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Rescue Squad 442, right


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Mobile Intensive
Care Unit
(MICU) Ambulance 2




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Steve Martin,
a fire chief?

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The American Fire Station (paperback)

The American Fire Station (hardcover)

EMS Week
is recognized
near the
last week of May

Mark Bostrom as EMT/Paramedic (1978-1985)

TIMES HAVEN'T CHANGED too much, have they? The Rescue Squad was often the first on the scene. The modified Ford pick-up truck with rear cabinets was a real workhorse, as shown in this early 1980's photograph. Rear compartments carried emergency cardiac drugs, intravenous fluids, bandages, a M.A.S.T. suit (Military Anti-Shock Trousers), Defibrillator/Electrocardiogram Monitor, and heavy rescue equipment, such as the Jaws of Life. EMS or the Emergency Medical System that began in the late 1960's-early 1970's has developed into an important part of medicine and modern living.

Photo Credit: Adam Brady

Below a paramedic crew from the Arlington Heights Fire Department takes a resident from home to one of the first larger-sized ambulances of the 1980's waiting at the curb. The extra room inside is a great benefit to crews that work on critical patients during transportation to the hospital.

Photo Credit: Adam Brady

Every good paramedic is made possible as a result of a great training program.

Northwest Community Hospital Graduating PARAMEDIC CLASS Spring 1981

I worked as an EMT and later an EMT/Paramedic from 1978 until 1985. The Emergency Medical System was and is today a fantastic system of doctors, nurses, firefighters, paramedics, and helicopter pilots. Helicopters were rarely used when I was a paramedic.

My most commonly asked question? "What was the worst call you ever saw?" Probably a one-car accident on the Northwest Tollway (I-90). A drunk driver (not wearing a seatbelt) hit the center concrete median with his sedan. The car flipped into the air, partially ejecting the driver from the driver window. The car landed on its roof with the driver's upper-body pinned between the roof of the car and the concrete of the tollway. A severe injury to the head was instantly fatal.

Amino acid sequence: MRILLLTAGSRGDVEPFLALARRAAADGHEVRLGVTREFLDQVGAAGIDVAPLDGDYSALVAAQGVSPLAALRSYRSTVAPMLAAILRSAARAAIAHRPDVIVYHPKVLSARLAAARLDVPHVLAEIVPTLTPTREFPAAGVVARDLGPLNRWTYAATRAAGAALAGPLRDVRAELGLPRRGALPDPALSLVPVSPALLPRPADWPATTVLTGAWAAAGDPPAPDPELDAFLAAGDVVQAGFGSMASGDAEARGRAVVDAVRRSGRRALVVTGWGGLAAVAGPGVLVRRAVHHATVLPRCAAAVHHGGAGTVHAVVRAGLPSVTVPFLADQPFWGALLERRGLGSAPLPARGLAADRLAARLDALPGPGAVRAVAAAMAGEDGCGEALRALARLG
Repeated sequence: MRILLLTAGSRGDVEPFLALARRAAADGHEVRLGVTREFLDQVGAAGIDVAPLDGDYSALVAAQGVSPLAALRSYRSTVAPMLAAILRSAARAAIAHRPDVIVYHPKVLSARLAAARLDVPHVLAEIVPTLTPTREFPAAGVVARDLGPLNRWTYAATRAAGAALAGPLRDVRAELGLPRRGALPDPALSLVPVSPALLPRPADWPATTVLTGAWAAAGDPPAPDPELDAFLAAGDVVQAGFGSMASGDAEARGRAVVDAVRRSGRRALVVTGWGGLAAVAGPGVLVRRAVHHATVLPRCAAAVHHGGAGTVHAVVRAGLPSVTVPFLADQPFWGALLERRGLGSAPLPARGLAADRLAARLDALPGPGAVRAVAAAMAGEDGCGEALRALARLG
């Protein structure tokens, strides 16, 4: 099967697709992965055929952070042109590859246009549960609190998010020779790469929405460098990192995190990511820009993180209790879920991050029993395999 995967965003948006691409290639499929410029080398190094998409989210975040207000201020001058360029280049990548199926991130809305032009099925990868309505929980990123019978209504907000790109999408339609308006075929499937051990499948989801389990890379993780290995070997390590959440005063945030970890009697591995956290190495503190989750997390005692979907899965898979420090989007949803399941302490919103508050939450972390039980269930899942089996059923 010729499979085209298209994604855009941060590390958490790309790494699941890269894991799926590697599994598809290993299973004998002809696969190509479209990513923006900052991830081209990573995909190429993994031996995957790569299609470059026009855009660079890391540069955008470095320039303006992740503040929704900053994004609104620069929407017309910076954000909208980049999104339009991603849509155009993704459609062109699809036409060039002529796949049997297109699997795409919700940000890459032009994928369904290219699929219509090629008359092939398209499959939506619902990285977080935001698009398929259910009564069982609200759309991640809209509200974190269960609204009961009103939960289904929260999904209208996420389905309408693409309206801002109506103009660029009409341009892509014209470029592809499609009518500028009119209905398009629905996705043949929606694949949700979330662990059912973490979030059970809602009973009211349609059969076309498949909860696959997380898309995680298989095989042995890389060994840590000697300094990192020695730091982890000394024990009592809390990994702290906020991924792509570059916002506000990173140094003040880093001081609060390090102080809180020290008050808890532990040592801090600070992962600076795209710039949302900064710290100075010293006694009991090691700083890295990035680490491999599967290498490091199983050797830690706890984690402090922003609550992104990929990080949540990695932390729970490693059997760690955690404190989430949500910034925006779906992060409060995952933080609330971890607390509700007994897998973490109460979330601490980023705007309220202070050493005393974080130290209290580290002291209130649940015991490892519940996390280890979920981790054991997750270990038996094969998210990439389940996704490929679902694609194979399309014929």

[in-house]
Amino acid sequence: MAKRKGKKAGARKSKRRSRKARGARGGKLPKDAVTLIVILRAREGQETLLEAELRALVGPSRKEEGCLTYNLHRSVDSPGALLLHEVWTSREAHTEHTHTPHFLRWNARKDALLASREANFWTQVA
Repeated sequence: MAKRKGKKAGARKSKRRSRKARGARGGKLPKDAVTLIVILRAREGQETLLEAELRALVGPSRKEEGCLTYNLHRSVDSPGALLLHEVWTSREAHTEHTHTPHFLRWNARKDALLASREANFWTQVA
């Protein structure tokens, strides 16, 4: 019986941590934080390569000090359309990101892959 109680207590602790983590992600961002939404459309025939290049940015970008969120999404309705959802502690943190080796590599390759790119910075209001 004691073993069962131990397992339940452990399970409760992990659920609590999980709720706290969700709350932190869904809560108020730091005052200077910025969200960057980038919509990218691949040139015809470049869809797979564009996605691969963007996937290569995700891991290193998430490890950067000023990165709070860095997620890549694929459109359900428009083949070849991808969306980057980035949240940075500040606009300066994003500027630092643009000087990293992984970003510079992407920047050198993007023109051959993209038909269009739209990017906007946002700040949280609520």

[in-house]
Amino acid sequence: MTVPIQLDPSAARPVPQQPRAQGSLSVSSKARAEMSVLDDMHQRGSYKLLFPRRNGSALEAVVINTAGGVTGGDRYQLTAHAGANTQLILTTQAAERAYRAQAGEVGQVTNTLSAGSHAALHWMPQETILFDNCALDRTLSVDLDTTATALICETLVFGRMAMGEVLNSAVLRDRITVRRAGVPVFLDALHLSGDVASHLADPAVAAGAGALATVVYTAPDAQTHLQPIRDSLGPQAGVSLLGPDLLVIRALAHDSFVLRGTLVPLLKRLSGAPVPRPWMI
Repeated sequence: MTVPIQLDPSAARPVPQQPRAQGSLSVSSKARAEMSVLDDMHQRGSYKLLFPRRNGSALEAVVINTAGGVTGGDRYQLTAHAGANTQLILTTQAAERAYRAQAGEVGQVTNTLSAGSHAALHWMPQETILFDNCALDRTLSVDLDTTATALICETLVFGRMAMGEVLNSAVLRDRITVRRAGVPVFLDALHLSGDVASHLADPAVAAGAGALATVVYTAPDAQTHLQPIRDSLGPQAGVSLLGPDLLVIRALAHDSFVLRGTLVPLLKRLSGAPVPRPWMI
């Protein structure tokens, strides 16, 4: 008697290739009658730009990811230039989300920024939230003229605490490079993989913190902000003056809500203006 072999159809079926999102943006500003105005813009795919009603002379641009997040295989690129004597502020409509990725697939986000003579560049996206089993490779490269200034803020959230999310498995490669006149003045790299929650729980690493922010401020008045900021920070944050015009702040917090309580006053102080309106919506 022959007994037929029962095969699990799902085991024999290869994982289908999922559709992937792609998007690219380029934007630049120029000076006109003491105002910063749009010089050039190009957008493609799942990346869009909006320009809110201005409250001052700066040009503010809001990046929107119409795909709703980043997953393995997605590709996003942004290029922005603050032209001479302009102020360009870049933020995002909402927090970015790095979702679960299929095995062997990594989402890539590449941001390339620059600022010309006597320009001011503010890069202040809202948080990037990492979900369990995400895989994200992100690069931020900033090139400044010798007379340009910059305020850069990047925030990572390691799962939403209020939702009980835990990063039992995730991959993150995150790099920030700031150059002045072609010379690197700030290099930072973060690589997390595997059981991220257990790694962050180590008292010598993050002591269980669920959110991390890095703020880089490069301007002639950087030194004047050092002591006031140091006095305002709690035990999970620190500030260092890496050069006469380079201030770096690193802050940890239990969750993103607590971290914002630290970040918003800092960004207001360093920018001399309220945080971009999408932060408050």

I also vividly remember May 25, 1979, when I was working as an Emergency Medical Technician at the Northwest Community Hospital Emergency Room. American Airlines Flight 191 lost an engine on takeoff, lifted for short distance and crashed in neighboring Elk Grove Township. The crash killed 271 on board and 2 people on the ground.  I was helping a heart attack patient out of his car at the Emergency Room driveway when I heard the bulletin on his car radio. We hurried the heart patient to the coronary care unit and cleared the emergency room for an expected rush of crash victims. The cafeteria was converted to a triage unit, a matrix of beds instead of dining tables. Stock medical supplies were brought out from storage, until we learned from live television news in the waiting room that there was not a single survivor.

My strongest memory throughout my paramedic career was how people from different departments and hospitals worked very well together. The job brought many different challenges with many different solutions, sometimes routine and sometimes creative. But while many other jobs do not have clearcut goals, the goals for the job of paramedic are very simple -- save lives and reduce suffering.

Oh and one more thing ... and probably the most important lesson I learned from being a paramedic: It is much easier to prevent an injury or illness than it is to fix it. And believe me, a lot of the calls to which we responded, were preventable.

A lot of studying, a lot of practical training and a lot of practical experience makes a great paramedic.

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Check the Maryland Institute for Emergency Medical Services Systems (MIEMSS) site for protocols, equipment list, etc. See also Palm Beach County Fire/Rescue and Lisle-Woodridge Fire Protection District for information on Rescue Work.
Emszone.com for a number of EMS books and Southwest EMS Education for Barbara Aehlert's website.

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